Physiology & Biophysics

Mark S. Shapiro, PhD
Professor
University of Texas Health Science Center - San Antonio
PhD, Ion Channel Physiology, Rush University
Postdoc, Department of Physiology & Biophysics, University of Washington
AB, Physics, University of Chicago
View Curriculum Vitae (pdf)

shapirom@uthscsa.edu

Research Interests

The Shapiro lab studies the physiology and modulation of voltage-gated K+ and Ca2+ channels in neurons, cardiomyocytes, smooth muscle and non-excitable cells.

The lab focuses on voltage-gated “M-type” (KCNQ) K+, Ca2+, and TrpV sensory channels and signaling pathways of Gq/11-coupled receptors, using patch-clamp electrophysiology of native neurons, myoctyes and heterologous systems, biochemistry, various types of cutting-edge imaging, molecular biology and live single-cell and whole-animal imaging.

The Shapiro lab’s major publications have shown the PIP2 sensitivity of both types of channels, the mechanisms and structural determinants of receptor-mediated suppression of IM and ICa, the modulation of KCNQ channels by calmodulin, A-kinase anchoring proteins (AKAPs) and Src kinase, the roles of M channels during ischemia/hypoxia or epileptic seizures in rain, in airway smooth muscle, and in sensory neurons.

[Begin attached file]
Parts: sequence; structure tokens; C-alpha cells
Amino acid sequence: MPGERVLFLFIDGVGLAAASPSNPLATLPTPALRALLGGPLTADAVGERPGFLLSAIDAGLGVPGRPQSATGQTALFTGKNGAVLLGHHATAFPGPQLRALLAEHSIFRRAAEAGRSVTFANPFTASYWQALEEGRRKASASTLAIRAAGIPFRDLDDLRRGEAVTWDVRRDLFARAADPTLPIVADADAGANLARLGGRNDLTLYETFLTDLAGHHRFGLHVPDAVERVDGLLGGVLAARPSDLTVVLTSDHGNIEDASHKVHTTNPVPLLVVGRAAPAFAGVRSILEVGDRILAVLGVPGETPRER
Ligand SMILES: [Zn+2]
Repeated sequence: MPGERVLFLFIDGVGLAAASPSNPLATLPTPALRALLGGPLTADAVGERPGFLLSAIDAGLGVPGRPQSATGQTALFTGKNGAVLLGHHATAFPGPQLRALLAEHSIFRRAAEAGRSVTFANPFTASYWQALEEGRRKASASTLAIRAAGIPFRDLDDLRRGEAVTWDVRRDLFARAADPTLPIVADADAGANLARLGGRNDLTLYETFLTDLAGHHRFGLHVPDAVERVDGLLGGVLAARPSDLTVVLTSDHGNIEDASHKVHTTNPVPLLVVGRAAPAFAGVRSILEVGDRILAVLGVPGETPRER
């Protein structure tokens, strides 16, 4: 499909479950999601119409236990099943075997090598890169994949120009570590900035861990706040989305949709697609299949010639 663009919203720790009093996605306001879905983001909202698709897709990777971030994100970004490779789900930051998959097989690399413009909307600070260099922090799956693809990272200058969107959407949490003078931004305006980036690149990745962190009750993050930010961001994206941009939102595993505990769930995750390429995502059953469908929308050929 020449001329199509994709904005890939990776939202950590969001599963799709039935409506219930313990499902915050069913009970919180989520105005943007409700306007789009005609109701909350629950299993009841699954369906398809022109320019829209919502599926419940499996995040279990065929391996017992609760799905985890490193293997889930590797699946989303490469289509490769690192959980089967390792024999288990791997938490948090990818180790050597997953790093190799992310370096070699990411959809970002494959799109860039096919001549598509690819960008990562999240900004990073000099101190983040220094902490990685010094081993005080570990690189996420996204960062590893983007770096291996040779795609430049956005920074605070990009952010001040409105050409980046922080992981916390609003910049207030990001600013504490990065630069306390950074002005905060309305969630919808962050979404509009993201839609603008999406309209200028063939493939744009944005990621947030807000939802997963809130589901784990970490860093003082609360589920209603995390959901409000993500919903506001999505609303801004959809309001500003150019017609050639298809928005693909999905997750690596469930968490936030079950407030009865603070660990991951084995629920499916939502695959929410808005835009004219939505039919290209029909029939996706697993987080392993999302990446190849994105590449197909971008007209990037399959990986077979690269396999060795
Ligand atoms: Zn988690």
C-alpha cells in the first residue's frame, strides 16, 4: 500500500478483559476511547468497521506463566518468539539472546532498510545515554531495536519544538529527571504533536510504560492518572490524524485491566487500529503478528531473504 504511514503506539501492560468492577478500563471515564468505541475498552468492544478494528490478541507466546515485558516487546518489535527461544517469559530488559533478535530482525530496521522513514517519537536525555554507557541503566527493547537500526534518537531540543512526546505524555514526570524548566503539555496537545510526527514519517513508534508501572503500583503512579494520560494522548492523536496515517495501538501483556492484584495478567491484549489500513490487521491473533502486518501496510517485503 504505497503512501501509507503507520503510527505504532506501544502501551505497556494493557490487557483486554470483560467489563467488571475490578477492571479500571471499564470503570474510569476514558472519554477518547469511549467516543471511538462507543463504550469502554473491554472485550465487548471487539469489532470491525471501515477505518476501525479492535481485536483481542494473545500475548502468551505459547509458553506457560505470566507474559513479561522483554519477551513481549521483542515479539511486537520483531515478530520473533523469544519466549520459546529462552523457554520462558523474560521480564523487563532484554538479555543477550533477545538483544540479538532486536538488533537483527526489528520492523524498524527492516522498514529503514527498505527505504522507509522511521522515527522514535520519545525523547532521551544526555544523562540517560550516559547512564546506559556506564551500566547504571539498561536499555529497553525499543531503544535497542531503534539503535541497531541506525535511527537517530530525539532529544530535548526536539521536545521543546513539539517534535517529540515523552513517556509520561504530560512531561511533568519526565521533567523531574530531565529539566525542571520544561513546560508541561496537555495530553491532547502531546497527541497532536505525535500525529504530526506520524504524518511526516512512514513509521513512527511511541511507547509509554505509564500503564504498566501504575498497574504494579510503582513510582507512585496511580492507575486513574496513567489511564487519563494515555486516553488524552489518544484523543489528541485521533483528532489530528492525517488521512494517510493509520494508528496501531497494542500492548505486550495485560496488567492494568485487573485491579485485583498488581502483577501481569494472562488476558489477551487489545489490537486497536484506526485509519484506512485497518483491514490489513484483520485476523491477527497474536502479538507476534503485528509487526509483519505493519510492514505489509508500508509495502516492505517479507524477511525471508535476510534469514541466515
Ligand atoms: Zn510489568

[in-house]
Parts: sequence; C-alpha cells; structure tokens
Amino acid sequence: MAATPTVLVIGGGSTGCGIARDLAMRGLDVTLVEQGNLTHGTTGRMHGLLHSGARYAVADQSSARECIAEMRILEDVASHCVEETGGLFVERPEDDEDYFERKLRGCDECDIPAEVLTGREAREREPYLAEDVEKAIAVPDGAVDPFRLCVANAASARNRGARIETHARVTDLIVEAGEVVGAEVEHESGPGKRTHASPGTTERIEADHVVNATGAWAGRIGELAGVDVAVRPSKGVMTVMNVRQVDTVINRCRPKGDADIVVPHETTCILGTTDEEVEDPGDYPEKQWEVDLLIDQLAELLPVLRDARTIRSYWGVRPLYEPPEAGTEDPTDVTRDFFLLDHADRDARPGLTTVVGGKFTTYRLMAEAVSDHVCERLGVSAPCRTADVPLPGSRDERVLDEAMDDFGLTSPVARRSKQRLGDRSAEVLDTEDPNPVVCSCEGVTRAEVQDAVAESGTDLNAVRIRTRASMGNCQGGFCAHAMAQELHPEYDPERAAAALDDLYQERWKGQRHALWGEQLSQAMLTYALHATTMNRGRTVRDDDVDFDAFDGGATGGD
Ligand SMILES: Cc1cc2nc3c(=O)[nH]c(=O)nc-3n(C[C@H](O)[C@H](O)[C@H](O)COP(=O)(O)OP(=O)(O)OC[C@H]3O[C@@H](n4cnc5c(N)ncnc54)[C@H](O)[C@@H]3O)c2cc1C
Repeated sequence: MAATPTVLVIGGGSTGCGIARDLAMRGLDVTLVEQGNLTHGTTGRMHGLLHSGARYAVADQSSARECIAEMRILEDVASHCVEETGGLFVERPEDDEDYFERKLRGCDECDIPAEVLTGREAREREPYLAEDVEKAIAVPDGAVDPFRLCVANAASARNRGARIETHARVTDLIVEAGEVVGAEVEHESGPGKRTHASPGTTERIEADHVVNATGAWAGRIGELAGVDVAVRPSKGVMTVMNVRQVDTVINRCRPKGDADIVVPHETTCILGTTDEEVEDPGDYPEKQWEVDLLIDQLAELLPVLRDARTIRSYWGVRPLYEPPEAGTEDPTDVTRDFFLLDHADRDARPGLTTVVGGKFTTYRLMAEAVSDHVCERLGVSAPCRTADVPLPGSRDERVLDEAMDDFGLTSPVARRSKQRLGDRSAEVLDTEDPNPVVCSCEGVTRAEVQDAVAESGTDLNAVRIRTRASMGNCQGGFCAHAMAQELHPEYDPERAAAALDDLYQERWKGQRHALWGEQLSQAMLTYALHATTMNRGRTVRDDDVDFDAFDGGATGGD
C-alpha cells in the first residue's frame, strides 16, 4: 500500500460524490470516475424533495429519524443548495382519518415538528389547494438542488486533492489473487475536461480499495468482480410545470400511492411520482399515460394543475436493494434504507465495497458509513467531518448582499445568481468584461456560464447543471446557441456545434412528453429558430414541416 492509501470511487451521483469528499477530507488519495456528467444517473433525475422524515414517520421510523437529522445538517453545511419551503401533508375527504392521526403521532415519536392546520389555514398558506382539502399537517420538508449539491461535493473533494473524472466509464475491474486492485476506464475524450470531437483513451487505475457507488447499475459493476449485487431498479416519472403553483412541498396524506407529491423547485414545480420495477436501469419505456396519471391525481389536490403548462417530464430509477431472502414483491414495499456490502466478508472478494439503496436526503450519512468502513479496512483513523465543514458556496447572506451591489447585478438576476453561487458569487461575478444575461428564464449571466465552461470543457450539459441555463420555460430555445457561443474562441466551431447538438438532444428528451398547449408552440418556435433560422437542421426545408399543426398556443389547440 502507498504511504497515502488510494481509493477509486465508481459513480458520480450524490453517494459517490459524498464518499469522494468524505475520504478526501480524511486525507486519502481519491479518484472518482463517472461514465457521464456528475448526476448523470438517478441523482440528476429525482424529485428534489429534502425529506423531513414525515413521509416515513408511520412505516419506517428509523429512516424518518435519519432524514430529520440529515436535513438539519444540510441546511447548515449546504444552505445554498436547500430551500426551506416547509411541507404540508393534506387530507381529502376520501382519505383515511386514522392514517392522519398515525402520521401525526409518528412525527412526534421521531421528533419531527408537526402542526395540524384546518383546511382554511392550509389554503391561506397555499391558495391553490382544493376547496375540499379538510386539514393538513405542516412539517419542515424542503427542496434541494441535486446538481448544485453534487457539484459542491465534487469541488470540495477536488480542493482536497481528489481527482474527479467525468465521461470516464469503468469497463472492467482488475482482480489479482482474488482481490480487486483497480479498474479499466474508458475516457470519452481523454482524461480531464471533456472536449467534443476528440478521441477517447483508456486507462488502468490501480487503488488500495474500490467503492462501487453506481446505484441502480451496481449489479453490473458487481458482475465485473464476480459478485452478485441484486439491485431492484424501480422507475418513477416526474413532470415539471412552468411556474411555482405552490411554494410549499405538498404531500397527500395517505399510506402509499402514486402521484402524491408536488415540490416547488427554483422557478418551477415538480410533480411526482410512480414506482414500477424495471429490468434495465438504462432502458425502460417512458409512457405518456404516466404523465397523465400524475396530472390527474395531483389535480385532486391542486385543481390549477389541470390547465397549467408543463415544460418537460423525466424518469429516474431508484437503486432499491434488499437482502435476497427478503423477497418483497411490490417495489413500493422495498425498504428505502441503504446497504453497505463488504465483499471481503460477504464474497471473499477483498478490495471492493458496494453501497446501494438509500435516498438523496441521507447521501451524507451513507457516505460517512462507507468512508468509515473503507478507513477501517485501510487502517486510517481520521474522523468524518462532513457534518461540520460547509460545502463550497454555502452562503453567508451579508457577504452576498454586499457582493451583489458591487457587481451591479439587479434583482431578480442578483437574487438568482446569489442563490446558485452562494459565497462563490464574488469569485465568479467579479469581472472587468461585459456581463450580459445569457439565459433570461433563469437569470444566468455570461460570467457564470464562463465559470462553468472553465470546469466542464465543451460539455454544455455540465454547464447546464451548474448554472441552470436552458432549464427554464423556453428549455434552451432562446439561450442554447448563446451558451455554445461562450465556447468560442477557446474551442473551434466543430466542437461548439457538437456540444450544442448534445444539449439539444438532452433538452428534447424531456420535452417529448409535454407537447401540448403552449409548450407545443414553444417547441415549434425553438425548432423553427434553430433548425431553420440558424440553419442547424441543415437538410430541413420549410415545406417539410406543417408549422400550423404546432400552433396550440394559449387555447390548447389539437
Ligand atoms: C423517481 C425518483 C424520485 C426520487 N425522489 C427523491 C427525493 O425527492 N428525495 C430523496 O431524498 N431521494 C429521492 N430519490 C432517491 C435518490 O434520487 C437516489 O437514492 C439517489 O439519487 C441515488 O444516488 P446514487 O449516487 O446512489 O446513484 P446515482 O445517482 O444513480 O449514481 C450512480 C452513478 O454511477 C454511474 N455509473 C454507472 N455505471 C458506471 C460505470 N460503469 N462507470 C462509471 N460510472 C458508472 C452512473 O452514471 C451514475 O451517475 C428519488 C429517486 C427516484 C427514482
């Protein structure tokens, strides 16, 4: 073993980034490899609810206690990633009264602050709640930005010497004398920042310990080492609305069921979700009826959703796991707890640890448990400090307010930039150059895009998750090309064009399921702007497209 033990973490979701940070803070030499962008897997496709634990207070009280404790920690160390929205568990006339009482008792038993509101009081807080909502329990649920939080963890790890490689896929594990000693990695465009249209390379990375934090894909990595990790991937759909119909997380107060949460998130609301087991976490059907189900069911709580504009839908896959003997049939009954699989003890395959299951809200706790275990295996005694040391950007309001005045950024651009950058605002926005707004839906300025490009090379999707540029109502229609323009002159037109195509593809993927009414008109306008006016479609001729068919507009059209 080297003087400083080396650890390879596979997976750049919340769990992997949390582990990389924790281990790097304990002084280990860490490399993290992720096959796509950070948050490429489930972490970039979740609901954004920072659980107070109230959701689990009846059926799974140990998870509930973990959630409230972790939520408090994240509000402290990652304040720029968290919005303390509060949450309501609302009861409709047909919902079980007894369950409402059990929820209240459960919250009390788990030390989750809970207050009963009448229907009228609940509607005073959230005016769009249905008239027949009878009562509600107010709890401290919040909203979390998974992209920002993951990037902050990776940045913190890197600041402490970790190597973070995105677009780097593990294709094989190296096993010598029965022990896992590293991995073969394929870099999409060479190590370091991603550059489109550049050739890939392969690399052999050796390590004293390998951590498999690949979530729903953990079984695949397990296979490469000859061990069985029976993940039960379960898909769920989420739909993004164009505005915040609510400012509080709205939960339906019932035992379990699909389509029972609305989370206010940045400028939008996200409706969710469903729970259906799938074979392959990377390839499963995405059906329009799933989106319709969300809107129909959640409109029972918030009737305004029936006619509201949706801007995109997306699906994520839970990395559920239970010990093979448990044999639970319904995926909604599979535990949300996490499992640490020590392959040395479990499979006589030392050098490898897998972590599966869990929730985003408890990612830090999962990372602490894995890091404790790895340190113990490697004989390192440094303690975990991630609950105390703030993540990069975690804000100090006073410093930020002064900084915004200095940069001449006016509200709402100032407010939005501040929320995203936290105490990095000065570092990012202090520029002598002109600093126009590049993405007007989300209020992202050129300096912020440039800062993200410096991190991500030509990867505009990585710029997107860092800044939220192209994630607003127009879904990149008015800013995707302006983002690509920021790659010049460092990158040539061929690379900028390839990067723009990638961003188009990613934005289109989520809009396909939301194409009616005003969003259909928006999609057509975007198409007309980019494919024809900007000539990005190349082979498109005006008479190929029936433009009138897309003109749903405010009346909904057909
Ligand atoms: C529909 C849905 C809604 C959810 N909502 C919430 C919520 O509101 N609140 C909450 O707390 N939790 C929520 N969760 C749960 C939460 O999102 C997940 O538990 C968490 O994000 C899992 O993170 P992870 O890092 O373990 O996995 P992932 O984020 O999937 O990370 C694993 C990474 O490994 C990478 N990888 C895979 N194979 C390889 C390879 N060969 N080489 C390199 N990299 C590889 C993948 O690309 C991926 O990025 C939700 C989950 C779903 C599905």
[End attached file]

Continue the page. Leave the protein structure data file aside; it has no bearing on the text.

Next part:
The lab also seeks to systematically explore the role of AKAP79/150 in orchestrating transcriptional and regulatory control of M/KCNQ channels in sympathetic and sensory neurons.

The lab’s newest thrusts are to use STORM super-resolution nanoscopy to probe the multi-protein complexes underlying modulation of ion channels in tissues throughout the body, to probe the role of M channels as a neuroprotective mechanism during ischemic stroke and traumatic brain injury, as an anti-epileptogenic mechanism against seizures developing into epilepsy.

Source:  http://gsbs.uthscsa.edu/faculty/mark-s.-shapiro-ph.d

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